Į. From the perfections of God; whatever is agreeable to them, and made necessary by them, must be true; and whatever is contrary to them, and reflects dishonour on them, must be false. The doctrine of the saints' final persever. ance is agreeable to, and becomes necessary by them, and therefore must be true ; but the contrary to it, that of the apostacy of real saints, so as to perish everlastingly, is repugnant to them, and reflects dishonour on them, and therefore must be false. The perfections of God, which are manifestly displayed in the doctrine of the saints final perseverance, and by which it is confirmed, are the following. — 1. The iinmutability of God. God is unchangeable; this is asserted by himself, I am the Lord; I change not: and he himself drew this inference from it, therefore ye sons of Jacob are not consumed; ye that are Israelitęs indeed perish not, nor ever shall; and after God himself, we may sately draw the same conclusion: If they are consumed, or perish everlastingiv, he must change in his love to them, he never does, but rests in it; and his pusposes and designs concerning thein. And those whom he has appointed to salvation, he must consign over to damnation; and his promises of grace made to them, and his blessings of grace bestowed on them, must be reversed; and yet he will not alter the thing that is gone out of his lips, nor change bis mind; for he is of one mind, and who can turn him? The doctrine of the saints' final perseverance asserts the unchangeableness of God, and does honour to it; but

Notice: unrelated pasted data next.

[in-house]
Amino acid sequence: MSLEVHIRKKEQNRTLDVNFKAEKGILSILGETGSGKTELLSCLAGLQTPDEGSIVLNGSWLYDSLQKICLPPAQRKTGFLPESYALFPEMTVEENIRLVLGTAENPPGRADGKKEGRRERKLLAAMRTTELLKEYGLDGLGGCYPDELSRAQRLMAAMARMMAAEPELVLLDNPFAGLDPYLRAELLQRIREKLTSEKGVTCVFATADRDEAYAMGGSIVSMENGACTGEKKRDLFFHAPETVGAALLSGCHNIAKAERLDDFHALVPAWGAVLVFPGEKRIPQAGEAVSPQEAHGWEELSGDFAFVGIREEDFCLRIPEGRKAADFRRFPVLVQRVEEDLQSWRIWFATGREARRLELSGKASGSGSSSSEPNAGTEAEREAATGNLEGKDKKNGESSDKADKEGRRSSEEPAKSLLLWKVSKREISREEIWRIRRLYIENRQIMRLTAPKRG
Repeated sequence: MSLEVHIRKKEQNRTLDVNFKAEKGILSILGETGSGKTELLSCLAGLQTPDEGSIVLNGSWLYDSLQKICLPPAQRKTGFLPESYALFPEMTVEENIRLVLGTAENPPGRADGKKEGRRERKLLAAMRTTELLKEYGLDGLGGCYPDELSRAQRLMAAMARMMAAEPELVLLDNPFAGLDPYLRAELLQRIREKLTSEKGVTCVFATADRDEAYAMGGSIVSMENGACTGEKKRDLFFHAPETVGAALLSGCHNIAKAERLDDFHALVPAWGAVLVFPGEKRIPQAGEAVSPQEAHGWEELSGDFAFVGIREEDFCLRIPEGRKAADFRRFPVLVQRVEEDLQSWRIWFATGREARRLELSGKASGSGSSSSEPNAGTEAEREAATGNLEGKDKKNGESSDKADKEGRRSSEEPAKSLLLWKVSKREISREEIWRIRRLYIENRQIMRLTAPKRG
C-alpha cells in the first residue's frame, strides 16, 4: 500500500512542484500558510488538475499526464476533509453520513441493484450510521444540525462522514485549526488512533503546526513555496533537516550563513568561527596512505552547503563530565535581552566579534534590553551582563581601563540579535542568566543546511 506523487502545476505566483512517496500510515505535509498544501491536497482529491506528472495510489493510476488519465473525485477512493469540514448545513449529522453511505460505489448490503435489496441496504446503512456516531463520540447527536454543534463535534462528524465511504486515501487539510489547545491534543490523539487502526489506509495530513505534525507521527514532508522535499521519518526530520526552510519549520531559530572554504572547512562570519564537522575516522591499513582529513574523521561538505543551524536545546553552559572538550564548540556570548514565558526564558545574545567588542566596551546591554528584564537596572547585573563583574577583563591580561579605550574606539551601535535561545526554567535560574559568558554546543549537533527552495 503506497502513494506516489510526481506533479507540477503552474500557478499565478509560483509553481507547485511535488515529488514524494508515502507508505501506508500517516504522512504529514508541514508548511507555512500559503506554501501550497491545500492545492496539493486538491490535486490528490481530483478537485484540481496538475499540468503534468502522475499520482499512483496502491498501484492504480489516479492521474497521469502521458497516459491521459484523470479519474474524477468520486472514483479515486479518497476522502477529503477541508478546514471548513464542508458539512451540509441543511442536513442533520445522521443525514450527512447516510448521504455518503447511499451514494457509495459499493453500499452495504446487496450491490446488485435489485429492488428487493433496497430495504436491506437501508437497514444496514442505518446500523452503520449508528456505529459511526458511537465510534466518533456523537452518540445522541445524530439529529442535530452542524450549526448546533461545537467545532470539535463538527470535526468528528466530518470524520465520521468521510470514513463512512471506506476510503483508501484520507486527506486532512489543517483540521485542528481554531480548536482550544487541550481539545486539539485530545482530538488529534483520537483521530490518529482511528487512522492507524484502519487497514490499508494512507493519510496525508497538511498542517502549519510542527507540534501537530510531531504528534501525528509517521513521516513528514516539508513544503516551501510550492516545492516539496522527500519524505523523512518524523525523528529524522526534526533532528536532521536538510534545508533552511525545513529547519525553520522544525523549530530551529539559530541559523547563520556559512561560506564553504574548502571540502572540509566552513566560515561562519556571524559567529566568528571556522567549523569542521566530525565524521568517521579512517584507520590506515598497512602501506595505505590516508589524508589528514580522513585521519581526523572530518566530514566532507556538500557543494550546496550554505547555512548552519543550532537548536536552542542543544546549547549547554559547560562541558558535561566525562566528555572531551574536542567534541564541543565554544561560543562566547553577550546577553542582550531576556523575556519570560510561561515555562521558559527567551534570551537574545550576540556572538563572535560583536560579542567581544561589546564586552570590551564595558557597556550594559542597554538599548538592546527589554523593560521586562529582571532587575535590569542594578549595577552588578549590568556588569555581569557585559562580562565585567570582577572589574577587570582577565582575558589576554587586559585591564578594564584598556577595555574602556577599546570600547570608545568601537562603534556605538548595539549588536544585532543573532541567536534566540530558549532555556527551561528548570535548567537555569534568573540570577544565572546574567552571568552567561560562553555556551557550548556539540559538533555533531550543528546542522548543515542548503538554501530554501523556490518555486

the contrary doctrine makes him changeable in his náture, will, and grace, and reflects dishonour on him, with whom there is no variableness or shadow of turning.– 2. The wisdom of God appears in this doctrine; and whose wisdom is seen in all his works of nature, providence and grace; and is very conspicuous in the salvation of his people; which it would not be, should they perish. No wise man, who has an end in view, but will devise and make use of proper means; and will, if in his power, make those means effectual to attain the end, or he will not act a wise part. The end which God has in view, and has fixed, with respect to his people, is the salvation of them; and it can never be consistent with his wisdom to appoint insufficient means, or not make those means effectual, which it is in his power to do; which must be the case, if any of those he has appointed to salvation should perish. Now as he has fixed the end, salvation, he has provided his Son to be the author of it, by his obedience, sufferings, and death; and has appointed as means to the enjoyment of this salvation, the sanctification of the Spirit, and the belief of the truth; for which purpose he sends his Spirit to sanctify them, and work faith in them, whereby these means become effectual, and the end is answered; and so the wisdom of God is highly displayed and glorified. But where would be his wisdom to appoint men to salvation, and not save them at last? to send his Son to redeem them, and they be never the better for it? and to send his Spirit into thein, to begin a good work of grace, and not finish it? But this is not the case, he has put the work of redemption into the hands of his Son, who has completed it; and assigned the work of sanctification, in its beginning, progress, and issue, to the divine Spirit, who is equal to it, and will perform it; and throughout the whole, God abounds towards his people in all wisdom and prudence. 3. The power of God is greatly concerned in this affair. Such who are elect, 'according to the foreknowledge of God, and are regenerated by his grace, are kept by his power to salvation, so that they shall never perish, but be everlastingly saved. Not only salvation is appointed as walls and bulwarks to them, which is a sufficient security; but God himself is a wall of fire about them; and no enemy can possibly break through such walls, bulwarks, and fortifications, to destroy thein. God is all powerful, his power is irresistible, nothing can withstand it, nor over: come it; nothing in carti and hell is a match for it. And this power of his can never be weakened, nor his hand shortened, that he cannot säve; which must be the case, if any of those kept by his power perish. — 4. The goodness grace, and mercy of God, confirin this truth. Tlie mercy of God is from ever: lasting to everlasting, &c. which it would not be, should any of those that truly fear him perish; His compassions failust; which they would, should any of his be consumed; but because of his tender mercies they are not consumed: no can it be thought that that God, who is gracious and merciful, abundant in goodness and truth; who has, of his abindant mercy, begotten again his elect; and because he is rich in mercy, and for his great love to thein, has quickened them when dead in trespasses and sins; will, after all this, suffer them to fall, so as to perish everlastingly; no, the Lord will perfect that which concerneth them, his work of grace upon them, and the whole salvation of them : the reason is, Thy mercy, O Lord, endures for ever! and then follows a prayer of faith; For. sake not the works of thine own hands! which God never will, Psal. cxxxviii. 8.